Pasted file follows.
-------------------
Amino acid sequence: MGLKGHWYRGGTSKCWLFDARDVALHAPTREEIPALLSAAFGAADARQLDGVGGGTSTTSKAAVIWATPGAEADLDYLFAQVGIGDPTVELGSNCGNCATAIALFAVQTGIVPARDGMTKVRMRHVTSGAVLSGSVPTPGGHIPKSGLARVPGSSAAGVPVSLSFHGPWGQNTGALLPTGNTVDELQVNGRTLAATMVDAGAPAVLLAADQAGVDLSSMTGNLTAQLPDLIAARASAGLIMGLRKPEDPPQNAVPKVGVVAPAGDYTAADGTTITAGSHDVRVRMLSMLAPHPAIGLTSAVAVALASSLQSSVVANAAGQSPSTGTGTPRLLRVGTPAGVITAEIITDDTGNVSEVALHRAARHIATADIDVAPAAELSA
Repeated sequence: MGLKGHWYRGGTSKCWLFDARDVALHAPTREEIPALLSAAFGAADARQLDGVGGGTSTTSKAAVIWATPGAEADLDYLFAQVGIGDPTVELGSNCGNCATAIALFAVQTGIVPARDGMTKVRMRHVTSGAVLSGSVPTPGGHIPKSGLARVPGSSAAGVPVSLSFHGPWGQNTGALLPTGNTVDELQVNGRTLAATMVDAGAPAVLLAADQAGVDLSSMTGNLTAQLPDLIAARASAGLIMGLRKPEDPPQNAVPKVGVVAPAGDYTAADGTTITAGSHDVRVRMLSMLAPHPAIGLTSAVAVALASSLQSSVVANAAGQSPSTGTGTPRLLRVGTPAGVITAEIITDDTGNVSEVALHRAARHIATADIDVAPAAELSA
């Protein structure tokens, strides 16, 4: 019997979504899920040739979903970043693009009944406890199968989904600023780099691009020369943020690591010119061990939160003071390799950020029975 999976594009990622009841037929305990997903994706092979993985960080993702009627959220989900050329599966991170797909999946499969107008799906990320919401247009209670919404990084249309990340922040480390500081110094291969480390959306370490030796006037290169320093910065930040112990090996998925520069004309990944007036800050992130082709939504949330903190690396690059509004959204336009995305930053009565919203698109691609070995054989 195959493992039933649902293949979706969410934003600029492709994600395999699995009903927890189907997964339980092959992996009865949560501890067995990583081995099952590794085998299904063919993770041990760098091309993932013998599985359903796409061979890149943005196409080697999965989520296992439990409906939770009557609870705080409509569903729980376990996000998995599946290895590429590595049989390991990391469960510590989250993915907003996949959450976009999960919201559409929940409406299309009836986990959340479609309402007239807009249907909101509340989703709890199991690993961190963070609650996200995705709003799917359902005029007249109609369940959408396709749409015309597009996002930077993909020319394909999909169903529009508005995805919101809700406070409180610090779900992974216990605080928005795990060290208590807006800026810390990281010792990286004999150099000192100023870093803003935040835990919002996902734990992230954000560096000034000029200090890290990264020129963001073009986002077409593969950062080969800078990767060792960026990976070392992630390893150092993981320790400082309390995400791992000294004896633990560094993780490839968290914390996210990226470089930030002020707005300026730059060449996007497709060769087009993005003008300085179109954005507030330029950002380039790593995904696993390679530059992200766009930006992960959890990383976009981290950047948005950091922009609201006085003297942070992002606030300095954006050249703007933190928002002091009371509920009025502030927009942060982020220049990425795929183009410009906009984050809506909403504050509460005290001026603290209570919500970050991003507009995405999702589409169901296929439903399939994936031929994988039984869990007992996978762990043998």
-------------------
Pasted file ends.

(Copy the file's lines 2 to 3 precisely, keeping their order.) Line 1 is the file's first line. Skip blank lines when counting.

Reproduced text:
Repeated sequence: MGLKGHWYRGGTSKCWLFDARDVALHAPTREEIPALLSAAFGAADARQLDGVGGGTSTTSKAAVIWATPGAEADLDYLFAQVGIGDPTVELGSNCGNCATAIALFAVQTGIVPARDGMTKVRMRHVTSGAVLSGSVPTPGGHIPKSGLARVPGSSAAGVPVSLSFHGPWGQNTGALLPTGNTVDELQVNGRTLAATMVDAGAPAVLLAADQAGVDLSSMTGNLTAQLPDLIAARASAGLIMGLRKPEDPPQNAVPKVGVVAPAGDYTAADGTTITAGSHDVRVRMLSMLAPHPAIGLTSAVAVALASSLQSSVVANAAGQSPSTGTGTPRLLRVGTPAGVITAEIITDDTGNVSEVALHRAARHIATADIDVAPAAELSA
């Protein structure tokens, strides 16, 4: 019997979504899920040739979903970043693009009944406890199968989904600023780099691009020369943020690591010119061990939160003071390799950020029975 999976594009990622009841037929305990997903994706092979993985960080993702009627959220989900050329599966991170797909999946499969107008799906990320919401247009209670919404990084249309990340922040480390500081110094291969480390959306370490030796006037290169320093910065930040112990090996998925520069004309990944007036800050992130082709939504949330903190690396690059509004959204336009995305930053009565919203698109691609070995054989 195959493992039933649902293949979706969410934003600029492709994600395999699995009903927890189907997964339980092959992996009865949560501890067995990583081995099952590794085998299904063919993770041990760098091309993932013998599985359903796409061979890149943005196409080697999965989520296992439990409906939770009557609870705080409509569903729980376990996000998995599946290895590429590595049989390991990391469960510590989250993915907003996949959450976009999960919201559409929940409406299309009836986990959340479609309402007239807009249907909101509340989703709890199991690993961190963070609650996200995705709003799917359902005029007249109609369940959408396709749409015309597009996002930077993909020319394909999909169903529009508005995805919101809700406070409180610090779900992974216990605080928005795990060290208590807006800026810390990281010792990286004999150099000192100023870093803003935040835990919002996902734990992230954000560096000034000029200090890290990264020129963001073009986002077409593969950062080969800078990767060792960026990976070392992630390893150092993981320790400082309390995400791992000294004896633990560094993780490839968290914390996210990226470089930030002020707005300026730059060449996007497709060769087009993005003008300085179109954005507030330029950002380039790593995904696993390679530059992200766009930006992960959890990383976009981290950047948005950091922009609201006085003297942070992002606030300095954006050249703007933190928002002091009371509920009025502030927009942060982020220049990425795929183009410009906009984050809506909403504050509460005290001026603290209570919500970050991003507009995405999702589409169901296929439903399939994936031929994988039984869990007992996978762990043998």